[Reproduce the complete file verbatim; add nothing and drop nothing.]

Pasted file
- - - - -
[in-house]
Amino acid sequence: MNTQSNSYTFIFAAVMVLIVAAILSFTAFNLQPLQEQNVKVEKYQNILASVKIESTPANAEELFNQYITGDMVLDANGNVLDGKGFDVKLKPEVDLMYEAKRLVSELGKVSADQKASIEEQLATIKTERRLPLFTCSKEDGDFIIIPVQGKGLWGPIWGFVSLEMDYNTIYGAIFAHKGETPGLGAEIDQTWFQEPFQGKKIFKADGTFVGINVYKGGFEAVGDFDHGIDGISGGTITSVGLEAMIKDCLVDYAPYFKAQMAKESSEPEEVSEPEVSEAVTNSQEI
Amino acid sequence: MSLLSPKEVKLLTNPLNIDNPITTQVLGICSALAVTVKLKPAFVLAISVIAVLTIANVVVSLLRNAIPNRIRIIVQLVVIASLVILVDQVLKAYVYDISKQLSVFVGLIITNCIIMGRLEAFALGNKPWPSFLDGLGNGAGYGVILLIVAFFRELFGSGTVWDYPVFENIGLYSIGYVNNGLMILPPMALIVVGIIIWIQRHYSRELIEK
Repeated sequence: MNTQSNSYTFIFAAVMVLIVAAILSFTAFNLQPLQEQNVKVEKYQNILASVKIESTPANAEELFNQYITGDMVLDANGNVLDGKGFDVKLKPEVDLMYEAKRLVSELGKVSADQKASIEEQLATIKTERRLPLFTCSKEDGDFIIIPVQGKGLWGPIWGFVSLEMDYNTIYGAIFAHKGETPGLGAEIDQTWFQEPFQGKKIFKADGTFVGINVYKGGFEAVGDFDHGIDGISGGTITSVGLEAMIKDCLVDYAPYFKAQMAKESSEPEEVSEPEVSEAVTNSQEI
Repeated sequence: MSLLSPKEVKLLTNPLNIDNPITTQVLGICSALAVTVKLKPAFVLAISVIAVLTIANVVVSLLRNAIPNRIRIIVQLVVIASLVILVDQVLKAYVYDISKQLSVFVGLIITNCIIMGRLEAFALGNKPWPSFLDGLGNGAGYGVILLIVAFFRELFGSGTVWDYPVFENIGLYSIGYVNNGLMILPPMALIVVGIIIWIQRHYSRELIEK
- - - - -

[in-house]
Amino acid sequence: MNTQSNSYTFIFAAVMVLIVAAILSFTAFNLQPLQEQNVKVEKYQNILASVKIESTPANAEELFNQYITGDMVLDANGNVLDGKGFDVKLKPEVDLMYEAKRLVSELGKVSADQKASIEEQLATIKTERRLPLFTCSKEDGDFIIIPVQGKGLWGPIWGFVSLEMDYNTIYGAIFAHKGETPGLGAEIDQTWFQEPFQGKKIFKADGTFVGINVYKGGFEAVGDFDHGIDGISGGTITSVGLEAMIKDCLVDYAPYFKAQMAKESSEPEEVSEPEVSEAVTNSQEI
Amino acid sequence: MSLLSPKEVKLLTNPLNIDNPITTQVLGICSALAVTVKLKPAFVLAISVIAVLTIANVVVSLLRNAIPNRIRIIVQLVVIASLVILVDQVLKAYVYDISKQLSVFVGLIITNCIIMGRLEAFALGNKPWPSFLDGLGNGAGYGVILLIVAFFRELFGSGTVWDYPVFENIGLYSIGYVNNGLMILPPMALIVVGIIIWIQRHYSRELIEK
Repeated sequence: MNTQSNSYTFIFAAVMVLIVAAILSFTAFNLQPLQEQNVKVEKYQNILASVKIESTPANAEELFNQYITGDMVLDANGNVLDGKGFDVKLKPEVDLMYEAKRLVSELGKVSADQKASIEEQLATIKTERRLPLFTCSKEDGDFIIIPVQGKGLWGPIWGFVSLEMDYNTIYGAIFAHKGETPGLGAEIDQTWFQEPFQGKKIFKADGTFVGINVYKGGFEAVGDFDHGIDGISGGTITSVGLEAMIKDCLVDYAPYFKAQMAKESSEPEEVSEPEVSEAVTNSQEI
Repeated sequence: MSLLSPKEVKLLTNPLNIDNPITTQVLGICSALAVTVKLKPAFVLAISVIAVLTIANVVVSLLRNAIPNRIRIIVQLVVIASLVILVDQVLKAYVYDISKQLSVFVGLIITNCIIMGRLEAFALGNKPWPSFLDGLGNGAGYGVILLIVAFFRELFGSGTVWDYPVFENIGLYSIGYVNNGLMILPPMALIVVGIIIWIQRHYSRELIEK